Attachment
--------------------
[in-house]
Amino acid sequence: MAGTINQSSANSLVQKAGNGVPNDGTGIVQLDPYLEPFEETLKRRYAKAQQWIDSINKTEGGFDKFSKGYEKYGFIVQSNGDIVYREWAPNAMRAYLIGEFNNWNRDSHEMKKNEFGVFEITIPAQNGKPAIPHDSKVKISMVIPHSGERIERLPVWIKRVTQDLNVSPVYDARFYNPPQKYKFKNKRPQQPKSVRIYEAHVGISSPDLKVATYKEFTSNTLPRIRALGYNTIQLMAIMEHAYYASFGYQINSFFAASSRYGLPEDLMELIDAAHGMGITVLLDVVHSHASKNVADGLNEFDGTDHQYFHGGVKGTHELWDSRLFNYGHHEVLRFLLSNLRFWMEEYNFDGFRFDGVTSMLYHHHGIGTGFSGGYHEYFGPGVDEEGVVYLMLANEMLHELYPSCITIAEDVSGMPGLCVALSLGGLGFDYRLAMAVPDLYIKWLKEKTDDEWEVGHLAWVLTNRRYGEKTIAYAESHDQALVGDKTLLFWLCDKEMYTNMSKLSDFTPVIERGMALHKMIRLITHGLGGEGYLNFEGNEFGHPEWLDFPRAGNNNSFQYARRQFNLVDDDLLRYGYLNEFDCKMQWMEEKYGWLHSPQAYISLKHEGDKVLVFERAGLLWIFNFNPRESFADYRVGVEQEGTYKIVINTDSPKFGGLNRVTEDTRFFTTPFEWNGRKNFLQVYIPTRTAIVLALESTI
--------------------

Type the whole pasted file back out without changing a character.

[in-house]
Amino acid sequence: MAGTINQSSANSLVQKAGNGVPNDGTGIVQLDPYLEPFEETLKRRYAKAQQWIDSINKTEGGFDKFSKGYEKYGFIVQSNGDIVYREWAPNAMRAYLIGEFNNWNRDSHEMKKNEFGVFEITIPAQNGKPAIPHDSKVKISMVIPHSGERIERLPVWIKRVTQDLNVSPVYDARFYNPPQKYKFKNKRPQQPKSVRIYEAHVGISSPDLKVATYKEFTSNTLPRIRALGYNTIQLMAIMEHAYYASFGYQINSFFAASSRYGLPEDLMELIDAAHGMGITVLLDVVHSHASKNVADGLNEFDGTDHQYFHGGVKGTHELWDSRLFNYGHHEVLRFLLSNLRFWMEEYNFDGFRFDGVTSMLYHHHGIGTGFSGGYHEYFGPGVDEEGVVYLMLANEMLHELYPSCITIAEDVSGMPGLCVALSLGGLGFDYRLAMAVPDLYIKWLKEKTDDEWEVGHLAWVLTNRRYGEKTIAYAESHDQALVGDKTLLFWLCDKEMYTNMSKLSDFTPVIERGMALHKMIRLITHGLGGEGYLNFEGNEFGHPEWLDFPRAGNNNSFQYARRQFNLVDDDLLRYGYLNEFDCKMQWMEEKYGWLHSPQAYISLKHEGDKVLVFERAGLLWIFNFNPRESFADYRVGVEQEGTYKIVINTDSPKFGGLNRVTEDTRFFTTPFEWNGRKNFLQVYIPTRTAIVLALESTI